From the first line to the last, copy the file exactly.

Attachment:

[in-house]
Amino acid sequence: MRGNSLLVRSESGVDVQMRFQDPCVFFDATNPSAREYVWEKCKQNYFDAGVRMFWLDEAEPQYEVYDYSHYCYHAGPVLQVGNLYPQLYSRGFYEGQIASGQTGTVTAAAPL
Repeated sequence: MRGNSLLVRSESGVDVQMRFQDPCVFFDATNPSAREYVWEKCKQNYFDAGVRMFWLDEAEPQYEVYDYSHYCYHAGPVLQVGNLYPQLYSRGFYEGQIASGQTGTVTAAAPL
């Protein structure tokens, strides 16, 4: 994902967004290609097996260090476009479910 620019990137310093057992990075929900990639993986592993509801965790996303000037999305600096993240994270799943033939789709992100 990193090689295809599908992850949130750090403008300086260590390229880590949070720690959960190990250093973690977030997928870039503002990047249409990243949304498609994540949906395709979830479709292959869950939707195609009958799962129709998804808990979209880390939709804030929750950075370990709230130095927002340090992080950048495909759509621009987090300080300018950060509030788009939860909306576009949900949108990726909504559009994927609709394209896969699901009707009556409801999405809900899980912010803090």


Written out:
[in-house]
Amino acid sequence: MRGNSLLVRSESGVDVQMRFQDPCVFFDATNPSAREYVWEKCKQNYFDAGVRMFWLDEAEPQYEVYDYSHYCYHAGPVLQVGNLYPQLYSRGFYEGQIASGQTGTVTAAAPL
Repeated sequence: MRGNSLLVRSESGVDVQMRFQDPCVFFDATNPSAREYVWEKCKQNYFDAGVRMFWLDEAEPQYEVYDYSHYCYHAGPVLQVGNLYPQLYSRGFYEGQIASGQTGTVTAAAPL
């Protein structure tokens, strides 16, 4: 994902967004290609097996260090476009479910 620019990137310093057992990075929900990639993986592993509801965790996303000037999305600096993240994270799943033939789709992100 990193090689295809599908992850949130750090403008300086260590390229880590949070720690959960190990250093973690977030997928870039503002990047249409990243949304498609994540949906395709979830479709292959869950939707195609009958799962129709998804808990979209880390939709804030929750950075370990709230130095927002340090992080950048495909759509621009987090300080300018950060509030788009939860909306576009949900949108990726909504559009994927609709394209896969699901009707009556409801999405809900899980912010803090």